If nicotine tablets aren't cutting it for you, this photo series of twins may help you quit smoking.
A study in 2013 published in Plastic and Reconstructive Surgery, found that showing smokers the aesthetic affects of smoking, through side by side photos of twins, one of whom smokes, could help kerb the habit.
According to Health Good, the series of photos used by the society were taken from a broader pool of photos of identical twins taken at the Twins Day Festival in Twinsburg, Ohio, between the years 2007-2010.
(As unbelievably serendipitous as it seems) Twinsburg is real, and is of course the natural place for a festival about twins.
79 twins were identified in which one was a smoker and the other a non-smoker, or there was one twin who had smoked at least five years longer than the other.
To isolate the effect of smoking, the alcohol intake, sunscreen use, and perceived work stress of the twins was also taken into consideration.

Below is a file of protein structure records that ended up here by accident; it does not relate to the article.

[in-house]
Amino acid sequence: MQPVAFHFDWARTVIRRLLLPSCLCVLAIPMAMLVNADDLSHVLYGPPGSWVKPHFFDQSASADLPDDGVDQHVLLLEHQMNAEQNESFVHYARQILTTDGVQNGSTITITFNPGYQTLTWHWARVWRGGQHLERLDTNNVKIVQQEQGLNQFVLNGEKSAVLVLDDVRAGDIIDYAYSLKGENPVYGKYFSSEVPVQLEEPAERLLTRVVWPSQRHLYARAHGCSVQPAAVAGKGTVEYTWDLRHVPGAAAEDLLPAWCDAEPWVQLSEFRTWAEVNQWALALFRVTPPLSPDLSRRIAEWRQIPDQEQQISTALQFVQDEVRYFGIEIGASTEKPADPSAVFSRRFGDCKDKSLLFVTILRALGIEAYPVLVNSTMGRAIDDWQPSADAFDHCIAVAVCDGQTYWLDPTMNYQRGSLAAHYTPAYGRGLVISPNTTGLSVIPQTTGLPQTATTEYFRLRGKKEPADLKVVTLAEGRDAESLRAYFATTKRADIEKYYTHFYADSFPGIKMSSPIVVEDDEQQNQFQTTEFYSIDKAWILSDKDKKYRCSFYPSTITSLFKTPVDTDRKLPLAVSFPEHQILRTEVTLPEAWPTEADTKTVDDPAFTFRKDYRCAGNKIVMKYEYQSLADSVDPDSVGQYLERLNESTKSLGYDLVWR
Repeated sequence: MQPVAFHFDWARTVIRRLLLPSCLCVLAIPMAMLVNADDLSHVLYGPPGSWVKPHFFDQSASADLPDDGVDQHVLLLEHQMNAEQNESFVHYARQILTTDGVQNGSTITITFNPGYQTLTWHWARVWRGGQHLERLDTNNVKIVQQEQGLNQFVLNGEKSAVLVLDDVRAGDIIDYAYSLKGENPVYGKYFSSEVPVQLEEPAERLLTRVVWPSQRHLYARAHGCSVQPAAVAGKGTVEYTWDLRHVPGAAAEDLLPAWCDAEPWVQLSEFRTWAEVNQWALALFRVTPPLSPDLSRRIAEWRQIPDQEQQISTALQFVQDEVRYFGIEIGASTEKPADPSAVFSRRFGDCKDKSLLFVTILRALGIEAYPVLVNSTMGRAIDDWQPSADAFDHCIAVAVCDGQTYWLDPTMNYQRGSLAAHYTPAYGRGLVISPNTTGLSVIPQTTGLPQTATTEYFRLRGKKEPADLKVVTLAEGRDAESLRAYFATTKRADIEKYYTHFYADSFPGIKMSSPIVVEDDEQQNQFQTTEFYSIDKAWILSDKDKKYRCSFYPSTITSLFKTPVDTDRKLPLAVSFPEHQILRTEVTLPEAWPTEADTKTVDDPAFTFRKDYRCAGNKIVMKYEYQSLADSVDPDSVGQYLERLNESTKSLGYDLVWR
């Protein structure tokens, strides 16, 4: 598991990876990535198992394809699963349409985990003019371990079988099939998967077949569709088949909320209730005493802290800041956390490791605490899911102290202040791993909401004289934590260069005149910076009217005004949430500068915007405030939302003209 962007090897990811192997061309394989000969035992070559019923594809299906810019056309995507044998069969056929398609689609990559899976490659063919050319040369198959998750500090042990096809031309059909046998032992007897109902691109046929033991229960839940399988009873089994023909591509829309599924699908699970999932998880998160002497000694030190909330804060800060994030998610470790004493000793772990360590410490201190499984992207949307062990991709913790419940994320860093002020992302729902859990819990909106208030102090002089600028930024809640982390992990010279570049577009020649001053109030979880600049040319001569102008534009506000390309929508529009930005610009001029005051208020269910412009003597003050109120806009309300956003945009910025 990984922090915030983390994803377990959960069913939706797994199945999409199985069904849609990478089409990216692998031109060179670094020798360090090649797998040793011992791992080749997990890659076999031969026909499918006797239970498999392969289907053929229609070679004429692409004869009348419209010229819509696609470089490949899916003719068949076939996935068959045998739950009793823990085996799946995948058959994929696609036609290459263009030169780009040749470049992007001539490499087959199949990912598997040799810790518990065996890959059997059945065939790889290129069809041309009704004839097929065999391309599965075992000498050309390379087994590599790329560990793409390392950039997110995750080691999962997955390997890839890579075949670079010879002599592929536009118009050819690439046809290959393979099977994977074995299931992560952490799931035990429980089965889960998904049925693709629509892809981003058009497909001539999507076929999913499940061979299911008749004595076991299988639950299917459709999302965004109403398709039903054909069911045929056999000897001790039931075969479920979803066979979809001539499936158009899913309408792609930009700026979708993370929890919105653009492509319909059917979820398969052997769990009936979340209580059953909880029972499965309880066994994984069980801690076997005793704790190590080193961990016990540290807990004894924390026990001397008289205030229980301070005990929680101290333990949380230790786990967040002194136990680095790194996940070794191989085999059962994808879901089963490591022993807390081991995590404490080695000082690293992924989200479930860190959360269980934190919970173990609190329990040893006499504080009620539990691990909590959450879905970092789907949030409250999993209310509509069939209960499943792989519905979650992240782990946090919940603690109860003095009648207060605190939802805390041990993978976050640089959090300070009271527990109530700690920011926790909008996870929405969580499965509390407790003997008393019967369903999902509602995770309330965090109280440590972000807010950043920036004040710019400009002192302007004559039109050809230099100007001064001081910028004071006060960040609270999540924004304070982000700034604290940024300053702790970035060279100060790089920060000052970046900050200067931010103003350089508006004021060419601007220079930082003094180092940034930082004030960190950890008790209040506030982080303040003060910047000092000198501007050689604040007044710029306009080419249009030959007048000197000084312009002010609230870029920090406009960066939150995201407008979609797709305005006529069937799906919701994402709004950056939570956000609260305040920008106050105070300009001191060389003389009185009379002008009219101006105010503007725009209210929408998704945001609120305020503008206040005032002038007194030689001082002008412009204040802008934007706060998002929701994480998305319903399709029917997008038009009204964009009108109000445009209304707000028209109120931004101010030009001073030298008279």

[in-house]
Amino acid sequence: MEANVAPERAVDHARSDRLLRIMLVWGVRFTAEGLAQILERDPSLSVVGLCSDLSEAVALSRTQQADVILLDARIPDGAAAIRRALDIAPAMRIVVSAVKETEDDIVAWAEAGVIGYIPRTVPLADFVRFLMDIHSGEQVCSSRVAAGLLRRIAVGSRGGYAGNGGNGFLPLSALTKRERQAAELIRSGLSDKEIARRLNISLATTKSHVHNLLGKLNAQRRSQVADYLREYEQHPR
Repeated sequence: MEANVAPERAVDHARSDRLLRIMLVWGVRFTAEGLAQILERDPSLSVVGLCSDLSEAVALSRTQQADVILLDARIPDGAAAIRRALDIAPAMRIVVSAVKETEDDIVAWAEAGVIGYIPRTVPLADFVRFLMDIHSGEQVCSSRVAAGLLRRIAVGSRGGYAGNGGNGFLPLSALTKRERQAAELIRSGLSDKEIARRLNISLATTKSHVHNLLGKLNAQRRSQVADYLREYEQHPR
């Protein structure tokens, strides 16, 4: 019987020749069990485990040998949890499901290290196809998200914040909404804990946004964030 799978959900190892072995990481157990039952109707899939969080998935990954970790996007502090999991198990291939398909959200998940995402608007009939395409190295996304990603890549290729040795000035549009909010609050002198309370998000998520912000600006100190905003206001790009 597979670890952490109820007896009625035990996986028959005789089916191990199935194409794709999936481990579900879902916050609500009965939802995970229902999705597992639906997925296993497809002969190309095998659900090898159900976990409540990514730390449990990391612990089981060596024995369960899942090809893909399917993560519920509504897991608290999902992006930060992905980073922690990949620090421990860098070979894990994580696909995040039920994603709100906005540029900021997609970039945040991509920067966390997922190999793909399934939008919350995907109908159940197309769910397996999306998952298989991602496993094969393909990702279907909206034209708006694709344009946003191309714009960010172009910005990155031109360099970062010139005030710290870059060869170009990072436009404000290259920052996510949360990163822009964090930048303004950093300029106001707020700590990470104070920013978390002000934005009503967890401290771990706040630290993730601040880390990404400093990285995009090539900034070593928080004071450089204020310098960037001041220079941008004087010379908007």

The paper Facial Changes Caused by Smoking: A Comparison between Smoking and Nonsmoking Identical Twins, explained that these were then shown to three judges, who scores different facial features.
Smoking twins compared with their nonsmoking counterparts had worse scores for upper eyelid skin redundancy, lower lid bags, malar bags, nasolabial folds, upper lip wrinkles, lower lip vermilion wrinkles, and jowls.
Sounds a treat.
In the discussion, the study noted that smokers are often thinner than non-smokers, which could have been a contributing factor a deflated facial appearance and accentuated wrinkles.
If you already smoke, all is not lost.
The study's author Dr. Bahman Guyuron also compared the appearance of twins who both smoked, but one of them had been smoking for considerably longer.
The aesthetic effects were once again noticeable.
According to the study's conclusion, even five years was enough to make a significant difference in appearance.
HT Health Good